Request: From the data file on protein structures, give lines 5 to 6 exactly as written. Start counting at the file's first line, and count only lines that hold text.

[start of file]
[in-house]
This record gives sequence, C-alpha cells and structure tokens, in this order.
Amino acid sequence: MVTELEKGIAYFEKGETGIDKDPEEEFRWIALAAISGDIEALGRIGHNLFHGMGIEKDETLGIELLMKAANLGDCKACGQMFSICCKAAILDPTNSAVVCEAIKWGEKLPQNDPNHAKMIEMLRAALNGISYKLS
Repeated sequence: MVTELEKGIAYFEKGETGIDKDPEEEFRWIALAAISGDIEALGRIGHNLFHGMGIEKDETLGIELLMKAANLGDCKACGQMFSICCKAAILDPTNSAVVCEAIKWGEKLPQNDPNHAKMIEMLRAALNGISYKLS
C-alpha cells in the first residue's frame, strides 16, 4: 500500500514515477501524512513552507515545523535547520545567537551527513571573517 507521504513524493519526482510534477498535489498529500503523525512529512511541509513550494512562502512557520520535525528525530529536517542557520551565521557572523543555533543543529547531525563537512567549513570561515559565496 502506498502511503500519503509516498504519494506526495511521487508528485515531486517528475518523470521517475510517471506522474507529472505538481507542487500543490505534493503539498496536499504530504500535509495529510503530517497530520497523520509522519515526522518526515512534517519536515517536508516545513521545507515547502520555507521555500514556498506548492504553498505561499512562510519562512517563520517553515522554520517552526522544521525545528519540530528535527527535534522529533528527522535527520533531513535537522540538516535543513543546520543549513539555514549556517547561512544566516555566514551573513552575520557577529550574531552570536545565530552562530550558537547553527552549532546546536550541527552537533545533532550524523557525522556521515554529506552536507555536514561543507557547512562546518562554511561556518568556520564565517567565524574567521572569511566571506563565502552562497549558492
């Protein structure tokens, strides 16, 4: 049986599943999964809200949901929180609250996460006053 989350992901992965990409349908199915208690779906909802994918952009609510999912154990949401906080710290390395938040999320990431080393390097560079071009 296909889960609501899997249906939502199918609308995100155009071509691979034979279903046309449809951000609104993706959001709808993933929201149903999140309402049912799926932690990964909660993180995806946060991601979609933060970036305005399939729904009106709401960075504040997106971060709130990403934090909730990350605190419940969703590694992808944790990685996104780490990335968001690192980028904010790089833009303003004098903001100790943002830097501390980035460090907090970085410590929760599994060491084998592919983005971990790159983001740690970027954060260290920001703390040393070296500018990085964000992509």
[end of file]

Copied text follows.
C-alpha cells in the first residue's frame, strides 16, 4: 500500500514515477501524512513552507515545523535547520545567537551527513571573517 507521504513524493519526482510534477498535489498529500503523525512529512511541509513550494512562502512557520520535525528525530529536517542557520551565521557572523543555533543543529547531525563537512567549513570561515559565496 502506498502511503500519503509516498504519494506526495511521487508528485515531486517528475518523470521517475510517471506522474507529472505538481507542487500543490505534493503539498496536499504530504500535509495529510503530517497530520497523520509522519515526522518526515512534517519536515517536508516545513521545507515547502520555507521555500514556498506548492504553498505561499512562510519562512517563520517553515522554520517552526522544521525545528519540530528535527527535534522529533528527522535527520533531513535537522540538516535543513543546520543549513539555514549556517547561512544566516555566514551573513552575520557577529550574531552570536545565530552562530550558537547553527552549532546546536550541527552537533545533532550524523557525522556521515554529506552536507555536514561543507557547512562546518562554511561556518568556520564565517567565524574567521572569511566571506563565502552562497549558492
């Protein structure tokens, strides 16, 4: 049986599943999964809200949901929180609250996460006053 989350992901992965990409349908199915208690779906909802994918952009609510999912154990949401906080710290390395938040999320990431080393390097560079071009 296909889960609501899997249906939502199918609308995100155009071509691979034979279903046309449809951000609104993706959001709808993933929201149903999140309402049912799926932690990964909660993180995806946060991601979609933060970036305005399939729904009106709401960075504040997106971060709130990403934090909730990350605190419940969703590694992808944790990685996104780490990335968001690192980028904010790089833009303003004098903001100790943002830097501390980035460090907090970085410590929760599994060491084998592919983005971990790159983001740690970027954060260290920001703390040393070296500018990085964000992509």